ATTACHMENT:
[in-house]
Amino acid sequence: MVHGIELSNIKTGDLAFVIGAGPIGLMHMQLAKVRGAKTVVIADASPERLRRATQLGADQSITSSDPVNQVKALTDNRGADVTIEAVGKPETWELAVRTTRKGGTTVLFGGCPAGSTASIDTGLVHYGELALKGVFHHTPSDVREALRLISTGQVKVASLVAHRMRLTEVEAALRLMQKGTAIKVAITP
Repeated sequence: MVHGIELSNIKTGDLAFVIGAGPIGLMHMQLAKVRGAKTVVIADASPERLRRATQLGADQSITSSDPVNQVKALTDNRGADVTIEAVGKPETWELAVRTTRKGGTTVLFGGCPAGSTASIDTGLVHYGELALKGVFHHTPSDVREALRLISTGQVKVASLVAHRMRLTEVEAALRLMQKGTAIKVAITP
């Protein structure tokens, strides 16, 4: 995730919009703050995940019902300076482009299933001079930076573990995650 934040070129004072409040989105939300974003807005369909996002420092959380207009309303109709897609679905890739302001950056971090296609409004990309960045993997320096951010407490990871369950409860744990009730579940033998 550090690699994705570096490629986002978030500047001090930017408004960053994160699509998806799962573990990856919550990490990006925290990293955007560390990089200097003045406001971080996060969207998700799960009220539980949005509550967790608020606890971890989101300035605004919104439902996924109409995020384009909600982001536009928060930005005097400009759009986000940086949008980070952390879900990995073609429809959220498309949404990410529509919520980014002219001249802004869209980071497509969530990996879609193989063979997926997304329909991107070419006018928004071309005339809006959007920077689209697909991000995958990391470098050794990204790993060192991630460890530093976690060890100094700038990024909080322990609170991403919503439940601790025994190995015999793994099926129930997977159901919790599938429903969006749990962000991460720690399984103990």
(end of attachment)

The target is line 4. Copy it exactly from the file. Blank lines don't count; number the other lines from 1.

């Protein structure tokens, strides 16, 4: 995730919009703050995940019902300076482009299933001079930076573990995650 934040070129004072409040989105939300974003807005369909996002420092959380207009309303109709897609679905890739302001950056971090296609409004990309960045993997320096951010407490990871369950409860744990009730579940033998 550090690699994705570096490629986002978030500047001090930017408004960053994160699509998806799962573990990856919550990490990006925290990293955007560390990089200097003045406001971080996060969207998700799960009220539980949005509550967790608020606890971890989101300035605004919104439902996924109409995020384009909600982001536009928060930005005097400009759009986000940086949008980070952390879900990995073609429809959220498309949404990410529509919520980014002219001249802004869209980071497509969530990996879609193989063979997926997304329909991107070419006018928004071309005339809006959007920077689209697909991000995958990391470098050794990204790993060192991630460890530093976690060890100094700038990024909080322990609170991403919503439940601790025994190995015999793994099926129930997977159901919790599938429903969006749990962000991460720690399984103990």